“moving the goalposts” behavior which has long been noticed in the AI field, but is now being carried into QM/physics realm

    In the AI case it isn’t so much a question of moving the goalposts as of finding out where they were all along.

    It is rather like climbing a convex hill – you keep getting an illusory idea of where the top is – but when you get there you can see a bit farther and you realise you still have a way to go.

    However with D wave it is quite clear that they are focussed on doing the things that will get them funding from people who who don’t understand the problem.

  35. fred Says:

    vzn #32

    In the case of D-Wave, it’s great to see Scott sticking his neck out to voice his opinion clearly – he has nothing to gain from it (no investors to satisfy and nothing to sell), except keeping things real, and he’s demonstrated many times that he’s both open minded and skeptical (as every great scientist is).

    Besides, capitalism and science aren’t incompatible. Hype should always be balanced with a healthy dose of open criticism.

  36. JG Says:

    vzn #32, whoa, thats alot there. I agree with much of it but I have to take issue with the ‘brilliance’ of their work. Supercooling a bunch of Josephson junction SQUIDS and outcoupling them with high res AD converters is not especially brilliant. Scott has taken alot of heat for his ridicule of them as a theorist attacking those who Just Do It, which I think is why he published this and made me look like a total ignorant troll. He was addressing the issue by showing a grubby pragmatist trying to call him out I guess, like everyone that hounds him about DWave. I think if I was going to do a ‘Good Will Hunting’ on him thats what I’d come up with as the base motivation for him ‘liking’ my idea.
    Rube #22 Negative. Couldnt have done anything without theory. I stand on the shoulders of giants and pick up their dandruff flakes:
    Any practitioner of CS that eschews theory is flat out STUPID. Cmon, you’re creating from electrons and pure thought, there is nothing *but* theory.
    vzn #21, Of course Sedgewick and Knuth, say no more, but they need some replacements now. Scott claims they got all the low hanging fruit. I say they climbed on wobbly boxes to get it and now we have the ‘hi lift’ of the digital sum total of mankinds knowledge available via a planetary network so that ripe old fruit way up there, why cant we pick it?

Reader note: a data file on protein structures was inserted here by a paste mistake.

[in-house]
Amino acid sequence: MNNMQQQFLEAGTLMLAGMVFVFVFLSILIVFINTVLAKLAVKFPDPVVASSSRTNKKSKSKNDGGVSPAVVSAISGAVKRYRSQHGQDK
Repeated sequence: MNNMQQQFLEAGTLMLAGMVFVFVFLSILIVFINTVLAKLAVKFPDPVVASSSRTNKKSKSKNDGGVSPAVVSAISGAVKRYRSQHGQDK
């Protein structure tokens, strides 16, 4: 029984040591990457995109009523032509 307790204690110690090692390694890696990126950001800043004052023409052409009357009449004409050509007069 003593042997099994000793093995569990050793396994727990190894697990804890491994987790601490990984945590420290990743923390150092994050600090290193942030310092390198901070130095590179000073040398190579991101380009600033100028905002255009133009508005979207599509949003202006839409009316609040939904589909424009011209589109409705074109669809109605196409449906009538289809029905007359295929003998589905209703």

Vitruvius #23 Guardian
    Scott #30. If there are any CS profs without similar story put them on probation until they do it.
    Scott #31. Cmon Scott, challenge them. Dont just leave them to shovel your coal now. What you would give them is your initial release and the project is to refine, optimize, and describe the theoretical and practical reasons behind their choices.
    All this polarization clouds the issue though. My point is that great minds, geniuses, can take the data and memory pipeline and integrate it from theory to experiment and see the way clear to do it and then manifest it in reality using an instrumentality. When you have a cabal of academic leaders who testify to their charges that its ok to cut out the parts of that they deem beneath themselves then you create an elitist, almost Luddite, hegemony that I believe has retarded computer science as evidenced by our lack of even the ability to define the parameters of a conscious program, let alone write one. That was my main point. Ok, lets stop talking about *me* now, I’m getting uncomfortable over here.

  37. fred Says:

    Theorist or practitioner, we should all recognize that we’re blessed to be in such a rich and dynamic field, spanning both esoteric cutting-edge mathematical mysteries and riding the latest exciting technical revolutions.
    If often takes nothing more than a 500$ laptop to get things going in a major way.

  38. Scott Says:

    JG #36:

      Cmon Scott, challenge them. Dont just leave them to shovel your coal now.